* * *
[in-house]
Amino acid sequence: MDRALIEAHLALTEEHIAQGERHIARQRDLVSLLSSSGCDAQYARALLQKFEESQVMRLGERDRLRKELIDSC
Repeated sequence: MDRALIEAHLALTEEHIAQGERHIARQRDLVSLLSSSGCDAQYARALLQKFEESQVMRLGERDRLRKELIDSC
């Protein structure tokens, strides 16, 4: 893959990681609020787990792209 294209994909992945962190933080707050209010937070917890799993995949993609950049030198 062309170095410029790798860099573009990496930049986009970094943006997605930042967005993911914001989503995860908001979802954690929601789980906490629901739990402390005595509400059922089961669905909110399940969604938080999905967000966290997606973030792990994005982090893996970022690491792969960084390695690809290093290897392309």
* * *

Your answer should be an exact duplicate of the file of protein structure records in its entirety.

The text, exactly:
[in-house]
Amino acid sequence: MDRALIEAHLALTEEHIAQGERHIARQRDLVSLLSSSGCDAQYARALLQKFEESQVMRLGERDRLRKELIDSC
Repeated sequence: MDRALIEAHLALTEEHIAQGERHIARQRDLVSLLSSSGCDAQYARALLQKFEESQVMRLGERDRLRKELIDSC
């Protein structure tokens, strides 16, 4: 893959990681609020787990792209 294209994909992945962190933080707050209010937070917890799993995949993609950049030198 062309170095410029790798860099573009990496930049986009970094943006997605930042967005993911914001989503995860908001979802954690929601789980906490629901739990402390005595509400059922089961669905909110399940969604938080999905967000966290997606973030792990994005982090893996970022690491792969960084390695690809290093290897392309």